Indiana Jones and the Kingdom of the Crystal Skull
Nearly 20 years after riding his last Crusade, Harrison Ford makes a welcome return as archaeologist/relic hunter Indiana Jones in Indiana Jones and the Kingdom of the Crystal Skull, an action-packed fourth installment that's, in a nutshell, less memorable than the first three but great nostalgia for fans of the series. Producer George Lucas and screenwriter David Koepp (War of the Worlds) set the film during the cold war, as the Soviets--replacing Nazis as Indy's villains of choice and led by a sword-wielding Cate Blanchett with black bob and sunglasses--are in pursuit of a crystal skull, which has mystical powers related to a city of gold. After escaping from them in a spectacular opening action sequence, Indy is coerced to head to Peru at the behest of a young greaser (Shia LaBeouf) whose friend--and Indy's colleague--Professor Oxley (John Hurt) has been captured for his knowledge of the skull's whereabouts. Whatever secrets the skull holds are tertiary; its reveal is the weakest part of the movie, as the CGI effects that inevitably accompany it feel jarring next to the boulder-rolling world of Indy audiences knew and loved. There's plenty of comedy, delightful stunts--ants play a deadly role here--and the return of Raiders love interest Karen Allen as Marion Ravenwood, once shrill but now softened, giving her ex-love bemused glances and eye-rolls as he huffs his way to save the day. Which brings us to Ford: bullwhip still in hand, he's a little creakier, a lot grayer, but still twice the action hero of anyone in film today. With all the anticipation and hype leading up to the film's release, perhaps no reunion is sweeter than that of Ford with the role that fits him as snugly as that fedora hat. --Ellen A. Kim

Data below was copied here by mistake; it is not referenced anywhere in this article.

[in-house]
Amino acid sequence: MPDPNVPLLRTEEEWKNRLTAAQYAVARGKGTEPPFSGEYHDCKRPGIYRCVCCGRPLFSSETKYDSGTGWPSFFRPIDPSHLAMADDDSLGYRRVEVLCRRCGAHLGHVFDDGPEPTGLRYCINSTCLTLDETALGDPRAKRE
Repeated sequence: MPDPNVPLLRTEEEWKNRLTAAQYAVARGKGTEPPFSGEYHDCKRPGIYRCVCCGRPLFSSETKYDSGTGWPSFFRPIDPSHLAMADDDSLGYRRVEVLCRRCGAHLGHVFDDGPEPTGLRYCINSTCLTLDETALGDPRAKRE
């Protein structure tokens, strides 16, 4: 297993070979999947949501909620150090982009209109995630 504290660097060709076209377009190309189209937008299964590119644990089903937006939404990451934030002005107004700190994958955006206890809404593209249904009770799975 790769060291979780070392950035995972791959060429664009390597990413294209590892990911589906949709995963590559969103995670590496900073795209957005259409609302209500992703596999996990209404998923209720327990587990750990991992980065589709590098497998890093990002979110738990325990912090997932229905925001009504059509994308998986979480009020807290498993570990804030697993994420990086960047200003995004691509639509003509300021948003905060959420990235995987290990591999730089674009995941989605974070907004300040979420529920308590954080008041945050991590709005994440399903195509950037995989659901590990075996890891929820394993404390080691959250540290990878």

Please note this is a region 2 DVD and will require a region 2 or region free DVD in order to play
This box set features all four films from the Indiana Jones franchise!
Indiana Jones And The Raiders Of The Lost Ark: Indiana Jones confronts snakes, Nazis and one astonishing cliffhanger after another - all topped off by awesome sequences involving the discovery and the opening of the mystical Ark of the Covenant in one of the great adventures of all time!
Indiana Jones And The Temple Of Doom: After narrowly escaping Shanghai with his life, Indiana Jones finds himself deep in India, with a lounge singer named Willy (Kate Capshaw) and a kid called Short Round (Jonathan Ke Quan). Jones comes across a village who are desperate to find the legendary Sankara Stone which was stolen from them. Jones agrees to find it for them and stumbles upon a secret cult plotting a terrible plan in the catacombs of an ancient palace.
Indiana Jones And The Last Crusade: When Dr. Henry Jones (Sean Connery) goes missing whilst pursuing the Holy Grail, the intrepid archaeologist - Indiana Jones (Harrison Ford) must follow in his father's footsteps in order to find the mythical Holy Grail before the Nazis get their hands on it...
Indiana Jones And The Kingdom Of The Crystal Skull: The newest Indiana Jones adventure commences in the desert in 1957 - the height of the Cold War. After barely escaping a close scrape with Sovient agents Professor Jones returns home to Marshall College only to find that the government have forced the university to fire him.
On his way out of town, Indiana meets rebellious young Mutt (Shia LaBeouf), who has a proposition for the adventurous archaeologist: If he'll help Mutt on a mission with deeply personal stakes, Indy could very well make one of the most spectacular archaeological finds in history - the Crystal Skull of Akator, a legendary